Ending impunity requires accountability. But it can start from preventing the commission of the human rights violation through collaborative efforts.  

Medical Action Group

Note: MAG’s position paper was presented during the Technical Working Group Meeting of Committee on Human Rights, at the House of Representatives on 10 February, 2015.

 

MAG_LOGO

[Blog] Yes, it is good to be online. But we can still do it better offline -HRonlinePH.com


[Blog] Yes, it is good to be online. But we can still do it better offline -HRonlinePH.com.

Only real-life action is the only way to achieve a genuine social transformation. Clicking a link can never replace our voice in the streets. Nor can we rely on social media alone to get people off their screens.

Yes, it is good to be online. But we can still do it better offline.
To inform, to inspire and to mobilize people for change virtually can never outdo the way we do it in an interfaced and personal way.

We are human beings after all with all the potentials to change and to change the world.

Read full article at http://hronlineph.com/2014/12/29/blog-yes-it-is-good-to-be-online-but-we-can-still-do-it-better-offline-hronlineph-com/

[Reflection] What should be in PNoy’s Bucket List?


Happy 2015 to everyone!

I believe this New Year gives all of us a resurgence of hope and energy towards the possibility for change.

As a tradition, some people used to make a New Year’s resolution to make a promise to do an act of self-improvement or something significant for the new year.

I am not really into making New Year’s Resolution. The closest I get is just to come up with a to-do list everyday. Not that I don’t live my days before by fulfilling my personal goals and plans, and that I was just caught up in a flurry of day-to-day activities. However, as my work and personal interest involve advocating for human rights, I feel the need to commit myself more to blog about human rights this year.

That’s why I have prepared a bucket list not for myself but to the Philippine government to remind them how important human rights issues are that need to be immediately addressed.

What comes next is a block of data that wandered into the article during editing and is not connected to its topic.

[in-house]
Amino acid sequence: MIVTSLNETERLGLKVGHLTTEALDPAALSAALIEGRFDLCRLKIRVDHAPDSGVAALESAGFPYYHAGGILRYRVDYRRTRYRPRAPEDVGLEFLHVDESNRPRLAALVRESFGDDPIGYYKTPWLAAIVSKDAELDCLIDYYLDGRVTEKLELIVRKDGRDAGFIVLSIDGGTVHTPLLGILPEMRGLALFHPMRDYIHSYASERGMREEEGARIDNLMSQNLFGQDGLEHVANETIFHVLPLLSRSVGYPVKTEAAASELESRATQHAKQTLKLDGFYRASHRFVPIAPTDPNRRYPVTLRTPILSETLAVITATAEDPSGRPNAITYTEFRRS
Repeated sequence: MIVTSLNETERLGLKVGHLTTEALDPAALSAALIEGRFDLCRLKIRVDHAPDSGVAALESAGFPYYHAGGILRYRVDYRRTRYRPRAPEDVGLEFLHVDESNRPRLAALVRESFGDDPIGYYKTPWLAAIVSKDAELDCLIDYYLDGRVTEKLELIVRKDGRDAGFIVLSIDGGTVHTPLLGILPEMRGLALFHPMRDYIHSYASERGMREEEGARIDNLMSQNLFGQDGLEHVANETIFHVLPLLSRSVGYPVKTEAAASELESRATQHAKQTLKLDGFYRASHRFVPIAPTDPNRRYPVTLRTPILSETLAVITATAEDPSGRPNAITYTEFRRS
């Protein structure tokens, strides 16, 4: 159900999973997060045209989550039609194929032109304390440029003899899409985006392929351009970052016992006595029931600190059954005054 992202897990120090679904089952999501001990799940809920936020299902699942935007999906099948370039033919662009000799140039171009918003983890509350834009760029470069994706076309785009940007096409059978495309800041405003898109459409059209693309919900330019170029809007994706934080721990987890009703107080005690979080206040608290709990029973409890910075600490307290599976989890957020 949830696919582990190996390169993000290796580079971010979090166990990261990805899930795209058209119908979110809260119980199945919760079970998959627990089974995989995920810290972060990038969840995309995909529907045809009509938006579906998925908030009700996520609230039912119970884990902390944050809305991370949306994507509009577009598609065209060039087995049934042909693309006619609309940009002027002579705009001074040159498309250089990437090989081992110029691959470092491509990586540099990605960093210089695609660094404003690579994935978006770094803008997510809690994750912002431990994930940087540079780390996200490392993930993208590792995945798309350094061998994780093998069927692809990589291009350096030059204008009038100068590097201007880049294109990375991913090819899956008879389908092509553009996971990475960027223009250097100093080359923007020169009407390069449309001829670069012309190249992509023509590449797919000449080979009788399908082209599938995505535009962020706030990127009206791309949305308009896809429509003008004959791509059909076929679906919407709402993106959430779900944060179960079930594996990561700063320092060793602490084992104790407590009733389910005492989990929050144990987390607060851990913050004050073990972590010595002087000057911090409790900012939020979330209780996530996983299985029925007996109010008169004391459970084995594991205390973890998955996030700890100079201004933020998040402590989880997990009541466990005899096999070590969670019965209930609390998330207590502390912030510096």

Here are the 10 wishes in my Bucket List on Human Rights for President Benigno Aquino III (PNoy) to act this year 2015:

1. PNoy must make human rights his top priority by not only making a clear political statement but most importantly by making human rights as an indicator of its development agenda.
2. Pnoy must finally adopt the National Human Rights Action Plan to guide his administration in compliance to its international human rights obligations.
3. PNoy must ensure that all human rights legislations particularly RA 9745 or the Anti-Torture Law of 2009 must be fully and seriously implemented to ensure accountability and ending impunity.
4. PNoy must recognize and guarantee the rights of victims of human rights violations for redress, justice and reparation including rehabilitation by instituting comprehensive programs and services.
5. PNoy should impose a moratorium on mining to avert its ill-effects on the environment and health and livelihood of the affected communities.
6. PNoy must stop the increase price of basic commodities and public services like MRT-LRT fare, water and electricity.
7. PNoy must ensure public health care is focused on providing the best service to people especially to marginalized sectors and not on making money through privatization.
8. PNoy must ensure that the rights of Filipino workers for decent work here and abroad are respected and guaranteed by providing them protection and assistance.
9. PNoy must translate into policies and protection measures the Philippines affirmative vote to a UN Human Rights Council resolution on discrimination and hate crimes against LGBT persons.
10. PNoy must improve the welfare and condition of teachers who are receiving the lowest salaries among the ranks of professionals and are often exploited through long working hours and over-sized classes, and deprived of benefits, even those that are mandated by law.

There are certainly a lot more to consider and the bucket list can be bottomless. But by acting on these issues, PNoy can make a significant bend in the road towards making human rights a reality in the country.

my bucket lsit

Photo file courtesy of www.thecedarsoftownandcountry.com

[Literary] A Plea to A Torturer: A Poem


I am not a toy,
You can enjoy
Stripping me naked
helpless and scared…

I am not a toy,
You can enjoy
treating me as a play thing.
as if I have no feeling…

I am not a toy
You can enjoy
Putting a gun on my head
And make me filled with dread…

I am not a toy
You can enjoy
Asking me a million times
To confess for uncommitted crime…

I am not a toy
You can enjoy
Laughing at me
As I beg for mercy…

I am not a toy
You can enjoy
Putting my head into a pale of water
Or electrocute me to make me whimper…

I am not a toy
You can enjoy
Punching me in the face
And tease me as I grimace…

I am not a toy
You can enjoy
Listening to my scream
As your cigarette burns my skin…

I am not a toy,
You can enjoy
Locking me up in a dark, cold room
To make me feel how to lie in a tomb.

I am not a toy
You can enjoy